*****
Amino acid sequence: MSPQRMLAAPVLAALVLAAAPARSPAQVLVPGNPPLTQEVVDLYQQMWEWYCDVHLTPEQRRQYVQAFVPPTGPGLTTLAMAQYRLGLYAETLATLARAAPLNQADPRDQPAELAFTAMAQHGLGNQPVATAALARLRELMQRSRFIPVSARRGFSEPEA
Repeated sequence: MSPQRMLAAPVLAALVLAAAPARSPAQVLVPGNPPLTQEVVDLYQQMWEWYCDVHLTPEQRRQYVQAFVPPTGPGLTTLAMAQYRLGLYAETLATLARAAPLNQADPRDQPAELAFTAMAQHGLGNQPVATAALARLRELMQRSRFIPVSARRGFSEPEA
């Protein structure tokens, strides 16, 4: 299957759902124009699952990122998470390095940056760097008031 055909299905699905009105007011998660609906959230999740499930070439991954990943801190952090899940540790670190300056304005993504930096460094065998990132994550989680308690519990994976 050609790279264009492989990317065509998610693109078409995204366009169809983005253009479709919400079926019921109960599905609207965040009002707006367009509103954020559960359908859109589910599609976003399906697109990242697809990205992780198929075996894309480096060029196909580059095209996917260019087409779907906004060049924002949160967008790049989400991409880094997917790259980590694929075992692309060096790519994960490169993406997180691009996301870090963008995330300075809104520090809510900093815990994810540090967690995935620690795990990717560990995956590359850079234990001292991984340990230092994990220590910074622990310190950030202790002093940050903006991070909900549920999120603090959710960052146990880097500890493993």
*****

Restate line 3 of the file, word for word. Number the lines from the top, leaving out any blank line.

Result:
């Protein structure tokens, strides 16, 4: 299957759902124009699952990122998470390095940056760097008031 055909299905699905009105007011998660609906959230999740499930070439991954990943801190952090899940540790670190300056304005993504930096460094065998990132994550989680308690519990994976 050609790279264009492989990317065509998610693109078409995204366009169809983005253009479709919400079926019921109960599905609207965040009002707006367009509103954020559960359908859109589910599609976003399906697109990242697809990205992780198929075996894309480096060029196909580059095209996917260019087409779907906004060049924002949160967008790049989400991409880094997917790259980590694929075992692309060096790519994960490169993406997180691009996301870090963008995330300075809104520090809510900093815990994810540090967690995935620690795990990717560990995956590359850079234990001292991984340990230092994990220590910074622990310190950030202790002093940050903006991070909900549920999120603090959710960052146990880097500890493993």